Flip camera maker cooks up tech-heavy restaurant

PALOS VERDES, California Wed Jun 1, 2011 7:14pm EDT

A man uses a Cisco Flip Cam video camera during a media workout for congressman and boxer Manny Pacquiao of the Philippines at Wild Card Boxing Club in Los Angeles April 20, 2011. REUTERS/Danny Moloshok

A man uses a Cisco Flip Cam video camera during a media workout for congressman and boxer Manny Pacquiao of the Philippines at Wild Card Boxing Club in Los Angeles April 20, 2011.

Credit: Reuters/Danny Moloshok

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PALOS VERDES, California (Reuters) - The founder of the popular -- and doomed -- Flip video camera is turning to another consumer passion for his new business: food.

Jonathan Kaplan, who created the easy-to-use video-camera business that Cisco Systems bought and is shutting down, said he was launching a restaurant chain called the Melt, serving grilled cheese and soup.

Heavy on technology, the Melt will encourage consumers to order sandwiches and soup using apps and to pay for them using mobile phones.

His backers include venture-capital firm Sequoia, known for investments in companies such as YouTube.

Kaplan, speaking at the Wall Street Journal's D9 technology conference, said people frequently ask him why Sequoia would get involved in a restaurant business.

"Then I point them to Chipotle's market cap," he said. The popular burrito chain, Chipotle Mexican Grill Inc (CMG.N), is valued at about $9 billion.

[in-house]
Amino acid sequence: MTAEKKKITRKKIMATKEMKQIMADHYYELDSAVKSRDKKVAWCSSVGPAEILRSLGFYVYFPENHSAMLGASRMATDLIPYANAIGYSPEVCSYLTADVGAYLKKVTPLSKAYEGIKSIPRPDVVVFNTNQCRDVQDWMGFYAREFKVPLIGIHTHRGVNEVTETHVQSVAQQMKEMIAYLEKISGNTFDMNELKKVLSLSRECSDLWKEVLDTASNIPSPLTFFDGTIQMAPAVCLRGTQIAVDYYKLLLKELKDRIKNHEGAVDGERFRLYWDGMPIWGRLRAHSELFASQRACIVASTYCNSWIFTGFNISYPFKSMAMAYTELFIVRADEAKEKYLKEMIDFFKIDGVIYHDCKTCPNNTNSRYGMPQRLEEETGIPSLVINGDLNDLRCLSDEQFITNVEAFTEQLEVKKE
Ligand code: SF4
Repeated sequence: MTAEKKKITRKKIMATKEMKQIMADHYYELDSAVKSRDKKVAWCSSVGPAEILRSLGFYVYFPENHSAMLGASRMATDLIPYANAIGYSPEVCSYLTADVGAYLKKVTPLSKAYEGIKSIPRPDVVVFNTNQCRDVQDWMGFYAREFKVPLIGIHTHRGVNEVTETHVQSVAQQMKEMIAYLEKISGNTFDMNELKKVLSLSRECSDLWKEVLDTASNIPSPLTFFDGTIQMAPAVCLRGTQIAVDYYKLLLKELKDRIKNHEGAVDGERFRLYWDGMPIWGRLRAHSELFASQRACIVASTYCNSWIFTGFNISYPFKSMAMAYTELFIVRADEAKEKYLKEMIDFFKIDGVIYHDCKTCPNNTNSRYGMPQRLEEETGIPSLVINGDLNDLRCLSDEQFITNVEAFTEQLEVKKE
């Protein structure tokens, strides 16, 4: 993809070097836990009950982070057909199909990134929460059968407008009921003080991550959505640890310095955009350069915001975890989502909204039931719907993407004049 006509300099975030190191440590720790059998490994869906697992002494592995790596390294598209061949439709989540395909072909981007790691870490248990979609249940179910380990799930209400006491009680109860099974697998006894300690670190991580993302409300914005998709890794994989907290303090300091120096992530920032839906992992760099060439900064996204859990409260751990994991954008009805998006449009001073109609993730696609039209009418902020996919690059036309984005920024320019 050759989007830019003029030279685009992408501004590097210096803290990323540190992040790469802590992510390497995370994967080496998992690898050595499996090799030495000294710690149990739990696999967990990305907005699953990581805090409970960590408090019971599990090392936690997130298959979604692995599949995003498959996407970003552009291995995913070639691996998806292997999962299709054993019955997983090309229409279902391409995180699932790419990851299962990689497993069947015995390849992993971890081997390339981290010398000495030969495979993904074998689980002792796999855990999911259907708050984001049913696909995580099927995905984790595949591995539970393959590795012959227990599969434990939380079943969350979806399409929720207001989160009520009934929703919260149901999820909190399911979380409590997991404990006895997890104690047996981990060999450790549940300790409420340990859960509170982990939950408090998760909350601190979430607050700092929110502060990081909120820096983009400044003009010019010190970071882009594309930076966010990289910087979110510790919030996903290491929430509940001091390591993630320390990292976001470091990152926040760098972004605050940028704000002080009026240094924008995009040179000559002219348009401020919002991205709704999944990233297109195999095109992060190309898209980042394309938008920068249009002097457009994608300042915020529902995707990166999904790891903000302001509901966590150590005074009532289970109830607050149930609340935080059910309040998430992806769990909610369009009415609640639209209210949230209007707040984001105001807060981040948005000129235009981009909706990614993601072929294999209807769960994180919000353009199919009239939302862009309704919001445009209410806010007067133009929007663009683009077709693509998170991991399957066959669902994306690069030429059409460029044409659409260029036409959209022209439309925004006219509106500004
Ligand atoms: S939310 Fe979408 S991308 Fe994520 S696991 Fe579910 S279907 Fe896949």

Kaplan demoed the technology on stage and then fed grilled cheese to conference organizers Walt Mossberg and Kara Swisher. He had named sandwiches after each. The Walt is heavy on what Kaplan called "experienced" gruyere cheese.

Kaplan said he planned to open eight stores to start, at a cost of $500,000 to $1 million each, and would get help from restaurateur Michael Mina of San Francisco.

Networking giant Cisco (CSCO.O) bought Flip and then closed it late last year, which Kaplan said disappointed him. "By the way, I think it was the right decision for Cisco," which needed to improve overall performance, Kaplan said.

Kaplan joined Cisco along with the rest of Flip but chose to leave. He said he sensed Cisco might close Flip, saying that running the business "without my leadership would be challenging."

(Editing by Gary Hill)

(This story was corrected to show chef helping Kaplan was Michael Mina, not Danny Mena)

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